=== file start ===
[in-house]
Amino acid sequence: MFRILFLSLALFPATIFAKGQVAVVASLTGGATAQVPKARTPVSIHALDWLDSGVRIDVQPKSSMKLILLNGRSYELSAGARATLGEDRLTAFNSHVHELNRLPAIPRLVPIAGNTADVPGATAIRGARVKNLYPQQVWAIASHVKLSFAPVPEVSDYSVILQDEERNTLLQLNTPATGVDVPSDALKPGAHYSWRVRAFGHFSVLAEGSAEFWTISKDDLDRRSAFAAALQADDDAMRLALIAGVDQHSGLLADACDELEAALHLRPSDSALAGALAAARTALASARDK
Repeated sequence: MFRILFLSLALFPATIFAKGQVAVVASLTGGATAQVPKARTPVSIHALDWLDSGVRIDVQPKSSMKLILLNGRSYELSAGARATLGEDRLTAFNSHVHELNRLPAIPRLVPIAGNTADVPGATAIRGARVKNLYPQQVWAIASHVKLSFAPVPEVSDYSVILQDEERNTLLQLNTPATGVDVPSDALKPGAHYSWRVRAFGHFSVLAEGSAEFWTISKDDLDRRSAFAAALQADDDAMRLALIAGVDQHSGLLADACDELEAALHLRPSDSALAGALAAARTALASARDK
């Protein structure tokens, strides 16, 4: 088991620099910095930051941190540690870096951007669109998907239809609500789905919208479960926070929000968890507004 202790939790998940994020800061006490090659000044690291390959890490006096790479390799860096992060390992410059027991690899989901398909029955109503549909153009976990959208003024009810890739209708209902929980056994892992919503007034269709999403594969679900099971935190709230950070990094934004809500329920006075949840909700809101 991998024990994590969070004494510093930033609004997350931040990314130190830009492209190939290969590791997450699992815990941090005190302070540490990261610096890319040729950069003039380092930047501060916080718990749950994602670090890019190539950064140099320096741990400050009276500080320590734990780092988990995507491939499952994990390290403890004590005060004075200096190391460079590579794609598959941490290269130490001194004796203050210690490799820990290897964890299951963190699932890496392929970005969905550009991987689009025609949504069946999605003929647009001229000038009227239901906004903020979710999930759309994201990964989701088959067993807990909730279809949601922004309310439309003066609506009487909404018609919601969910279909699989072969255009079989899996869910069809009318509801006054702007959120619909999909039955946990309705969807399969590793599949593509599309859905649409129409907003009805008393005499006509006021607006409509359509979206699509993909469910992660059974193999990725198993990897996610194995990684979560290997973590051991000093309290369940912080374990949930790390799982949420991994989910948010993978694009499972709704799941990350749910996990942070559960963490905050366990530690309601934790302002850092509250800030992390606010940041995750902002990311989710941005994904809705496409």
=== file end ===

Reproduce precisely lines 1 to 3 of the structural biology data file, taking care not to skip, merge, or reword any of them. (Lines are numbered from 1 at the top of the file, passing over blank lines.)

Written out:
[in-house]
Amino acid sequence: MFRILFLSLALFPATIFAKGQVAVVASLTGGATAQVPKARTPVSIHALDWLDSGVRIDVQPKSSMKLILLNGRSYELSAGARATLGEDRLTAFNSHVHELNRLPAIPRLVPIAGNTADVPGATAIRGARVKNLYPQQVWAIASHVKLSFAPVPEVSDYSVILQDEERNTLLQLNTPATGVDVPSDALKPGAHYSWRVRAFGHFSVLAEGSAEFWTISKDDLDRRSAFAAALQADDDAMRLALIAGVDQHSGLLADACDELEAALHLRPSDSALAGALAAARTALASARDK
Repeated sequence: MFRILFLSLALFPATIFAKGQVAVVASLTGGATAQVPKARTPVSIHALDWLDSGVRIDVQPKSSMKLILLNGRSYELSAGARATLGEDRLTAFNSHVHELNRLPAIPRLVPIAGNTADVPGATAIRGARVKNLYPQQVWAIASHVKLSFAPVPEVSDYSVILQDEERNTLLQLNTPATGVDVPSDALKPGAHYSWRVRAFGHFSVLAEGSAEFWTISKDDLDRRSAFAAALQADDDAMRLALIAGVDQHSGLLADACDELEAALHLRPSDSALAGALAAARTALASARDK